Wednesday, January 31, 2024
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Jim begins by listing his mistakes in the previous podcasts, creating new errors as he goes. A "detraction" is actually a term from Christian theology. Jim should have said "retraction."
It reminds Lionel of something he saw at the Newseum in Washington, DC. Jim talks about his recent move from his old office to the new one upstairs, listing some of his Uncle's old books and collectables. Notable among these is his copy of the DC Special #1: An All Infantino Issue.
We launch into our reactions to Parable of the Sower by Octavia E. Butler. It turns out, this was not our favorite of her great works. Comparisons are made to The Ministry for the Future, by Kim Stanley Robinson, which we discussed in past episodes. Lionel decides that an author presenting a future hellscape must accompany it with a sense of humor for him to be able to get through it. Station Eleven by Emily St. John Mandel is mentioned as well. Jim refers to another book from a previous episode to talk about how people cooperate in the face of catastrophe, A Paradise Built in Hell by Rebecca Solnit.
We find our way back into Parable when Lionel talks about how it's more a story about what life is actually like today, for some, rather than what life might be like at some future point, drawing comparison to Margaret Attwood. Jim mentions that the idea of the drug pyro was fantastic and horrific, and the invention of the type of empath, the "sharer" concept was interesting. Overall, Jim preferred Kindred, and Wild Seed by Butler.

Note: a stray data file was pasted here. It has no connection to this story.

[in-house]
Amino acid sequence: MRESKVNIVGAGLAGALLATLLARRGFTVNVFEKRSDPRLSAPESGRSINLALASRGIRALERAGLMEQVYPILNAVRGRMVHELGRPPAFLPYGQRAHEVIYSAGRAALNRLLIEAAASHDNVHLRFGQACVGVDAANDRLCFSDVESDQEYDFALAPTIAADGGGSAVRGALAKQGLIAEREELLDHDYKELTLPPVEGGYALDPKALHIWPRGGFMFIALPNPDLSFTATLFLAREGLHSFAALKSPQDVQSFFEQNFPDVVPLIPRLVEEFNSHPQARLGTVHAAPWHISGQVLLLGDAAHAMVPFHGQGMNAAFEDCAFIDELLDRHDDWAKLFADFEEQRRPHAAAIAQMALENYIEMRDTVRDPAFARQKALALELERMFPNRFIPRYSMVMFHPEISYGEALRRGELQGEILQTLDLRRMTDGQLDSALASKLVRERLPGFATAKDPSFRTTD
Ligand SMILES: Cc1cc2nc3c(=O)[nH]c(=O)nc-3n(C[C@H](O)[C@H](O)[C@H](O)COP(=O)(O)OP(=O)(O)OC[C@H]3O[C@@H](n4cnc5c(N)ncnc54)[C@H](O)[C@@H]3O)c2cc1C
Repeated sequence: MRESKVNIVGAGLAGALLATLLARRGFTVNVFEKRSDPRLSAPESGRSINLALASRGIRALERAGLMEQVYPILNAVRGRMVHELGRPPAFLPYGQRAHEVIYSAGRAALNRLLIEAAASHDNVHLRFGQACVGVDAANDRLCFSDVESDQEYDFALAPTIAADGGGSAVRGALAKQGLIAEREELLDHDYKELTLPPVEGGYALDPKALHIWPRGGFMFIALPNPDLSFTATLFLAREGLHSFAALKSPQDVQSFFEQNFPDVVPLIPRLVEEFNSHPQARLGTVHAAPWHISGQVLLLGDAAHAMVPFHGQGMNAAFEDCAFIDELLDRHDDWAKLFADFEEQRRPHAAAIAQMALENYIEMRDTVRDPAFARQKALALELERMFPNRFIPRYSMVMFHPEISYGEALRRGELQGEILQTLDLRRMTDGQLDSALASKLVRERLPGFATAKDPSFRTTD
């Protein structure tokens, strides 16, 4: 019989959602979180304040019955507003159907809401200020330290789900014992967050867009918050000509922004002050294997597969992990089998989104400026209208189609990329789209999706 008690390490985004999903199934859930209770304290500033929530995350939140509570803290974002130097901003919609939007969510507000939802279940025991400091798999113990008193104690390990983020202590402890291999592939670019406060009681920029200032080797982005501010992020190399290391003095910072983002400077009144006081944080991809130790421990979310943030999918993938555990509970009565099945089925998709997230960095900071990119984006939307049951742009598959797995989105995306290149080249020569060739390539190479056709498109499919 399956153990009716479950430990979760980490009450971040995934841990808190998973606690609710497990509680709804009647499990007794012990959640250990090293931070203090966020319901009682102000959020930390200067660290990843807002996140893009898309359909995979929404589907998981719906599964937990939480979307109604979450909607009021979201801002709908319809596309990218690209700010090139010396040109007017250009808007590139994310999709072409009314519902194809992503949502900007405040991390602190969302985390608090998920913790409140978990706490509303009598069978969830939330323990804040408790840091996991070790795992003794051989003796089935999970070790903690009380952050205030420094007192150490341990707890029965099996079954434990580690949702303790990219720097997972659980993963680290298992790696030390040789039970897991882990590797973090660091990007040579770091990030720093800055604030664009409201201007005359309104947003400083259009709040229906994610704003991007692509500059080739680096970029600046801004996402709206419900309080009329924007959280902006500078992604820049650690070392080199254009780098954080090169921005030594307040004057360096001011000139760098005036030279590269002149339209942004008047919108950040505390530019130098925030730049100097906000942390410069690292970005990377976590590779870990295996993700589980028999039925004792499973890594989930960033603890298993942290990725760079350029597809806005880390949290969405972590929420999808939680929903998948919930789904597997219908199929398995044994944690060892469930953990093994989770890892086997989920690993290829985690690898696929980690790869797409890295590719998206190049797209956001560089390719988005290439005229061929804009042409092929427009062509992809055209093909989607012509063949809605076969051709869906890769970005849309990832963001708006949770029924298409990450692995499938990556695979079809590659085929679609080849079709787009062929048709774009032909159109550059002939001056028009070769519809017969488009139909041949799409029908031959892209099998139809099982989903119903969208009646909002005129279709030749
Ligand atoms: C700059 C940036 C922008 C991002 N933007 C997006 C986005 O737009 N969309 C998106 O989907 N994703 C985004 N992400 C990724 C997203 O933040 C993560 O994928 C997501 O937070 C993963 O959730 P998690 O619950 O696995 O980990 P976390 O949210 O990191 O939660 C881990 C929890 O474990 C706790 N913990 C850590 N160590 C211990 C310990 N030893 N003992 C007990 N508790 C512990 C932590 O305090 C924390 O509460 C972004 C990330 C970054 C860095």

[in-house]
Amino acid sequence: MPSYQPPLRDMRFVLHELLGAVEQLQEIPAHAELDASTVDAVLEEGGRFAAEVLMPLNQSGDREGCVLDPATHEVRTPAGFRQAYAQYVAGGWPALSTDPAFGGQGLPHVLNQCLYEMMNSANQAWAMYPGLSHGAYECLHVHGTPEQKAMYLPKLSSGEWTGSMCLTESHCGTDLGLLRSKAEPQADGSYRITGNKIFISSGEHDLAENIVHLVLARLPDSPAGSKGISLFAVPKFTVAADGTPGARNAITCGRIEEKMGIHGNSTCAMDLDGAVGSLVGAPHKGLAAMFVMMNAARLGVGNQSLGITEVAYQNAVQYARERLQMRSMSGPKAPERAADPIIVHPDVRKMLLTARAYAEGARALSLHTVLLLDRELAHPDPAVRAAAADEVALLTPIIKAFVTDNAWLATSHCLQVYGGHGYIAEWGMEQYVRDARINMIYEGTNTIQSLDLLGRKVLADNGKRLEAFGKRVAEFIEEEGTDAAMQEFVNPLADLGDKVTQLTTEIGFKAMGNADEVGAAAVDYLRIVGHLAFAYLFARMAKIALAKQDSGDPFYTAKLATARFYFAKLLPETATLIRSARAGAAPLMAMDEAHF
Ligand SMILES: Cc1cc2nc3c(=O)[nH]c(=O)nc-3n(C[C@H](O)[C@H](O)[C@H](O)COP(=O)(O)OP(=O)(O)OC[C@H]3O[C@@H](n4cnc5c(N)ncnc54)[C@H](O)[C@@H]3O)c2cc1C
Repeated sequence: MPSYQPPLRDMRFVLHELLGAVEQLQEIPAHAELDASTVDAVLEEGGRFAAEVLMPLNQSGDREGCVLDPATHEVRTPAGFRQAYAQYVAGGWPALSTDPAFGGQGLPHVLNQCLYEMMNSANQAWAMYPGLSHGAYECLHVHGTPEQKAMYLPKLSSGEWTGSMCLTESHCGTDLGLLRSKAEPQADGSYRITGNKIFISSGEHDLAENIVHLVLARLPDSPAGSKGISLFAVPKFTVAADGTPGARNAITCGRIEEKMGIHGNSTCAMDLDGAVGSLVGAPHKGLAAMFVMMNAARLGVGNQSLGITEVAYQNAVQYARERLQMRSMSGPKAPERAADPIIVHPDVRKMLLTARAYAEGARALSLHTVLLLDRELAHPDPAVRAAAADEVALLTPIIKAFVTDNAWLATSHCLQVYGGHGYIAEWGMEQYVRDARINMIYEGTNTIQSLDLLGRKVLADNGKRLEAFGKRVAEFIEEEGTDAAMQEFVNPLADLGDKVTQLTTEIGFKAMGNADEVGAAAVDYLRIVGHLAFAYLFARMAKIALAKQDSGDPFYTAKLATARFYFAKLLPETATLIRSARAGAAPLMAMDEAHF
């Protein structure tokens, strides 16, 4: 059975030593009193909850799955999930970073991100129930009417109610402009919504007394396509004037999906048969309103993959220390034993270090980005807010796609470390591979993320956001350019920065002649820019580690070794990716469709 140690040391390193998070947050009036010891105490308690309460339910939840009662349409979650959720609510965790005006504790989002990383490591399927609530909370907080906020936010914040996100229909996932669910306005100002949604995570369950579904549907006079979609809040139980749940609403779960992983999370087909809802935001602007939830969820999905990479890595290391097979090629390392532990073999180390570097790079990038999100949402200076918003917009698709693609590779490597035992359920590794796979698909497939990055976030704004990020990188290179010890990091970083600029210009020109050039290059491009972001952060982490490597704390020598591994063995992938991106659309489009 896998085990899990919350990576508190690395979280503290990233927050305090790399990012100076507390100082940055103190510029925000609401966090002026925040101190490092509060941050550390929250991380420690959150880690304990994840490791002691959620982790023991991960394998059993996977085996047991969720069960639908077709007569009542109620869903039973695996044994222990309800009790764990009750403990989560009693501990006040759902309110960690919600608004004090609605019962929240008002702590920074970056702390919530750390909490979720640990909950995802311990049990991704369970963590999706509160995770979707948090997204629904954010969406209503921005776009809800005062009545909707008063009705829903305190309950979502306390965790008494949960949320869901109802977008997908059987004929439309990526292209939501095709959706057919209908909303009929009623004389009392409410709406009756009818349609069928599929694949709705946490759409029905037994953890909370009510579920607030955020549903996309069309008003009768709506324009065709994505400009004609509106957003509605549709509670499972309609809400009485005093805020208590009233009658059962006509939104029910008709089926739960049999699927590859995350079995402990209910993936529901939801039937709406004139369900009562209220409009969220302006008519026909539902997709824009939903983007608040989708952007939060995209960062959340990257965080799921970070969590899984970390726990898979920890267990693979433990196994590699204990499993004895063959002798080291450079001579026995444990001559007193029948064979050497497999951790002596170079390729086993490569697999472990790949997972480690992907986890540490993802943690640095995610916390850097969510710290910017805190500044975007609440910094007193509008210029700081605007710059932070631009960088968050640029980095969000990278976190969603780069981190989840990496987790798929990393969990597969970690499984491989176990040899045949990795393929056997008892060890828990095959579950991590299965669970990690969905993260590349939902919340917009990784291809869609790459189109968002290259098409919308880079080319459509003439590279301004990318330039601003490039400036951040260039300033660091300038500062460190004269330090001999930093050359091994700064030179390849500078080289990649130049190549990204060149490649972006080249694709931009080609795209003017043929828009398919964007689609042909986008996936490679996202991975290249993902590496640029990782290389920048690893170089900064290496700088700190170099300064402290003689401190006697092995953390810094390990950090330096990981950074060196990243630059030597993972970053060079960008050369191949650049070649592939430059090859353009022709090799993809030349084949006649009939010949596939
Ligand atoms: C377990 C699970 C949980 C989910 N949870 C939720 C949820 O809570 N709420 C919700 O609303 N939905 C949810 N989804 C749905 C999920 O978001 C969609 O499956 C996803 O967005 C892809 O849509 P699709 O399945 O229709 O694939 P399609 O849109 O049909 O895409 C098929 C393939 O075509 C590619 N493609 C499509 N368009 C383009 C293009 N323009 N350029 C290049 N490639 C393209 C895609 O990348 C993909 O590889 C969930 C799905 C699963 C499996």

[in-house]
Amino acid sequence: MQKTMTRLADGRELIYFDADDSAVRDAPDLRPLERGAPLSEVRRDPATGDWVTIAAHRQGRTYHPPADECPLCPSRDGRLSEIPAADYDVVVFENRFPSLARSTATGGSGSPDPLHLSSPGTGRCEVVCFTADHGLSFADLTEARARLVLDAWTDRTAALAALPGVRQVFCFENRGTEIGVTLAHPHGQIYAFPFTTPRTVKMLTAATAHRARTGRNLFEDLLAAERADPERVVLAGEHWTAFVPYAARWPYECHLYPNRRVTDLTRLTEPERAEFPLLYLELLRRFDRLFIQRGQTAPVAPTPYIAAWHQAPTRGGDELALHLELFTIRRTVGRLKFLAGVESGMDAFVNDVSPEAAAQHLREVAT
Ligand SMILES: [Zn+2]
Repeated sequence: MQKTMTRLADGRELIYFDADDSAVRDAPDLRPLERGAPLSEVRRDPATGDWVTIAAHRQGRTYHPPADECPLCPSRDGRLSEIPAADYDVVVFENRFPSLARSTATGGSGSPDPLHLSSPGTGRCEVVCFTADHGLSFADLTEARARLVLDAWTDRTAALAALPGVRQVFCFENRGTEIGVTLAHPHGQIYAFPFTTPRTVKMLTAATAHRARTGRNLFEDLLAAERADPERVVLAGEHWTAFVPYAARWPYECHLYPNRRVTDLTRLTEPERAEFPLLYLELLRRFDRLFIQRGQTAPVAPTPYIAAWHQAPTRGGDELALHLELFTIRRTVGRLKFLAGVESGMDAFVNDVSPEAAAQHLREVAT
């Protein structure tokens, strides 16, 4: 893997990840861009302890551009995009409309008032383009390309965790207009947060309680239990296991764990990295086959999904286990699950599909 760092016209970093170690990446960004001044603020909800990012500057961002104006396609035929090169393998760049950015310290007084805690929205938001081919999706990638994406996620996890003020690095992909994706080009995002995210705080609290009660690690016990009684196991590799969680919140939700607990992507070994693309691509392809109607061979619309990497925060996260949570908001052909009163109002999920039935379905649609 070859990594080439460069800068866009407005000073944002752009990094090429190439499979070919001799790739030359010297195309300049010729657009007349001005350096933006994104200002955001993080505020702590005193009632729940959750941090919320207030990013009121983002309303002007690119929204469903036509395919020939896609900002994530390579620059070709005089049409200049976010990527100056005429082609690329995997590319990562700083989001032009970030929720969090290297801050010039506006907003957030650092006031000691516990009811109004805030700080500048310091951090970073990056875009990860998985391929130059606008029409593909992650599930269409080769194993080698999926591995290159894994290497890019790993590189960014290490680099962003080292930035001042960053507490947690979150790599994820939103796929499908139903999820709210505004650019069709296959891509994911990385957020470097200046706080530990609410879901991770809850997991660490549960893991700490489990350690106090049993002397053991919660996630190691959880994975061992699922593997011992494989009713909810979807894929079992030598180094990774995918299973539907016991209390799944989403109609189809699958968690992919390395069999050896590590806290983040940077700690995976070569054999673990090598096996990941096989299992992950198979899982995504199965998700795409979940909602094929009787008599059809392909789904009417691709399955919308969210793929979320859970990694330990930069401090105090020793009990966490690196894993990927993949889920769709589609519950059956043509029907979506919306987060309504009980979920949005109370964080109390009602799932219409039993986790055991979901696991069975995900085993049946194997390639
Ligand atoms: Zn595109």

Lionel says he finished reading Gideon The Ninth, which he loved. We talked about our plans to read and talk about Distraction, by Bruce Sterling, as an example of prophetic science fiction. That book will have to wait, as there are no copies available, and we have a guest next week.
Jim mentions that he's reading Infectious Generosity by Chris Anderson.
Lionel talks about the Craigslist Hall of Fame listing for a 1999 Toyota Corolla.
Jim reacts to the song News by Kraftwerk. We talk about vocal processing, filtering out the words and leaving the notes and rhythm.
Jim mentions he's be watching Blue Eye Samurai on Lionel's recommendation. We compare it to Samurai Jack, Zatoichi, and other Samurai westerns.
Lionel says he watched Kung Fu Hustle and loved it. He also mentions he saw Maestro and Oppenheimer, neither of which Jim has seen. He talks about Hanford and Oak Ridge, which are untold parts of the story of the atomic bomb.
Finally, Lionel finds the Erratum he was seeking. You will have to listen to hear it.
We are reminded by this of the movie Defending Your Life by Albert Brooks. Jim compares it to The Bardo, thinking one could create scriptures based on that movie alone.
We skid to a halt.